Even as healthcare organizations contemplate moving more computing functions to the cloud, IT execs question the security of their data.
A survey from the Cloud Security Alliance, which works to ensure a secure cloud computing environment, found 69 percent of respondent organizations are migrating data for enterprise resource planning applications to the cloud, with nearly 90 percent using a cloud platform to support and protect business critical operations.
However, more than half of respondents say they expect security incidents in their clouds to increase this year.
Who is accountable for security is unclear. While 60 percent say the cloud service vendor is responsible for a breach, 77 percent of respondents also acknowledge that they themselves should be responsible for securing their cloud applications.
Third parties are least accountable and responsible, survey results show. “This perception gap shows that organizations need to take more ownership of their business-critical applications while migrating them to the cloud,” according to the Cloud Security Alliance.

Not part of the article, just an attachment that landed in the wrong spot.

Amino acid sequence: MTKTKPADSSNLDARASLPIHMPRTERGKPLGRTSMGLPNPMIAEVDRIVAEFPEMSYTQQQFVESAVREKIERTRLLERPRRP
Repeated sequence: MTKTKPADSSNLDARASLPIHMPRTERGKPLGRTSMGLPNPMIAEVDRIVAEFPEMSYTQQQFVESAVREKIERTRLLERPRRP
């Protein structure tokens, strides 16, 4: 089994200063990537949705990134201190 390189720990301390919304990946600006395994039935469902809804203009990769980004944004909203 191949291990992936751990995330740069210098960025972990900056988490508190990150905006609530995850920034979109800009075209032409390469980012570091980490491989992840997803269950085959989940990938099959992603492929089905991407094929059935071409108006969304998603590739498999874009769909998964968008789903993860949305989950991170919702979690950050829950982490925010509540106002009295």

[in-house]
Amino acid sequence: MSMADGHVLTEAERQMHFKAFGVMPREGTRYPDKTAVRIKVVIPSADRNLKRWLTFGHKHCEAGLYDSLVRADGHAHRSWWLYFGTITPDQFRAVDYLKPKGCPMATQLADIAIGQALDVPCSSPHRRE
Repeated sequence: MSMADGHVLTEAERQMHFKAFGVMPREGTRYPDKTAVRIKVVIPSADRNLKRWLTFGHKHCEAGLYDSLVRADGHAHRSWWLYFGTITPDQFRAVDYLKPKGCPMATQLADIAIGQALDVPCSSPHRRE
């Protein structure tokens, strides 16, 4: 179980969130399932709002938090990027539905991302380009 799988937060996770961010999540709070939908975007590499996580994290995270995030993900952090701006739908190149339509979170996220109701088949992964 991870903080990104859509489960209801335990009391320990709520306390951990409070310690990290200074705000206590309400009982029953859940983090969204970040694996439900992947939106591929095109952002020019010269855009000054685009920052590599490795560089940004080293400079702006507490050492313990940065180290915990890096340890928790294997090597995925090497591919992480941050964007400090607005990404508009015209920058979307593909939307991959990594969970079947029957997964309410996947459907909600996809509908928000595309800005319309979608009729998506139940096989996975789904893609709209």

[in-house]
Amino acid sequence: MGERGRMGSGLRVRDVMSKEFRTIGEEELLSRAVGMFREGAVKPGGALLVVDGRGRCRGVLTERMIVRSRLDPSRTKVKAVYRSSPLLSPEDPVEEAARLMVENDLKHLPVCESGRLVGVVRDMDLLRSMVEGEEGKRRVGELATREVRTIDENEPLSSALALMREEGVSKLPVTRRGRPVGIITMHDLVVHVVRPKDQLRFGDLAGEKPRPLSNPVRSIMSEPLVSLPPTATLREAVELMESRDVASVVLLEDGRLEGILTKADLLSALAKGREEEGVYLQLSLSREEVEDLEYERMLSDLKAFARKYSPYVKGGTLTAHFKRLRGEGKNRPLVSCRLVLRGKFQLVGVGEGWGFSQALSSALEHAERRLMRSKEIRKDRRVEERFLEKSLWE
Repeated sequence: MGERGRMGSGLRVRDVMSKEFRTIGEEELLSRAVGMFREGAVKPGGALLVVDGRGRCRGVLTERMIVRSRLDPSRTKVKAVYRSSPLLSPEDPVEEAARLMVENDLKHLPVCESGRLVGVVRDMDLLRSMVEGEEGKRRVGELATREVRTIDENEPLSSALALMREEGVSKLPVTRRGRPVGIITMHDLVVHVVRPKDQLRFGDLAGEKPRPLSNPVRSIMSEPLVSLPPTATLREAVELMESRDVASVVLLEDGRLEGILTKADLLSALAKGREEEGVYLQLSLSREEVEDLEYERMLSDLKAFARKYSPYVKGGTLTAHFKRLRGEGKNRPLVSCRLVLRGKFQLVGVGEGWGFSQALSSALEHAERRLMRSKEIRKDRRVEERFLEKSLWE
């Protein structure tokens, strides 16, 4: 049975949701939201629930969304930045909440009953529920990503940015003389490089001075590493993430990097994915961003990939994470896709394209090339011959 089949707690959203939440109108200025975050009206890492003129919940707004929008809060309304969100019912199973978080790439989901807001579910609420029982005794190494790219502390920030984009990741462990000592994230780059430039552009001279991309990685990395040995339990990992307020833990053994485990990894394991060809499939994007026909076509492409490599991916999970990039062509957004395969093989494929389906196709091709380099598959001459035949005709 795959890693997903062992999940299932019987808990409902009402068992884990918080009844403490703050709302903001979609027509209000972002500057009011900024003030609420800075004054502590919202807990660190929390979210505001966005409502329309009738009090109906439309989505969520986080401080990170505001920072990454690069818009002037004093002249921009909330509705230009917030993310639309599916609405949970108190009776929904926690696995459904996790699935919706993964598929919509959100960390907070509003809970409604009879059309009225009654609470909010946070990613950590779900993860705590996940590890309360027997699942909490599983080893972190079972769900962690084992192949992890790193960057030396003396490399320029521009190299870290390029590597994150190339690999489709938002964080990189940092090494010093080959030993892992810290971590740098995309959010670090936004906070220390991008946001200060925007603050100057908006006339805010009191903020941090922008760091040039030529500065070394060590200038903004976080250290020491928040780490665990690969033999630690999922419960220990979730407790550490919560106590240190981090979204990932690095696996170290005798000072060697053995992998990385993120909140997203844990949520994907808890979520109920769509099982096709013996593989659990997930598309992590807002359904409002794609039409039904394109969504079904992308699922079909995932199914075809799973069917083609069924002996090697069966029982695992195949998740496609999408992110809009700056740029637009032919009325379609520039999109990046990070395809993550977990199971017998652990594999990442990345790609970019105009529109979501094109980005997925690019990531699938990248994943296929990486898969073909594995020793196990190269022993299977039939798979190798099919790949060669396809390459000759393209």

With the shift to the cloud, organizations are exploring whether a cloud environment might alleviate common challenges that business-clinical operations face, says John Yeoh, a director of research in the Alliance. “As moving to the cloud raises its own security and privacy challenges, we wanted to provide some benchmarks regarding issues surrounding cloud migration and security.”
The survey, sponsored by Onapsis, a vendor of business-critical security, surveyed nearly 200 managers, C-level executives and staff from various organizations. Findings include:
73 percent of users in the Americas were more likely to migrate business-critical applications than users in Europe.
Companies are adding measures to protect enterprise resource planning applications in the cloud, which includes identity and access controls (68 percent of respondents), firewalls (63 percent) and vulnerability assessment (62 percent).
Benefits of moving to the cloud include scalability, lower cost of ownership, and security patching and updating by the vendor.
Respondents said that barriers to moving computing to the cloud include moving of sensitive data (mentioned by 65 percent of respondents), security (59 percent) and compliance challenges (54 percent).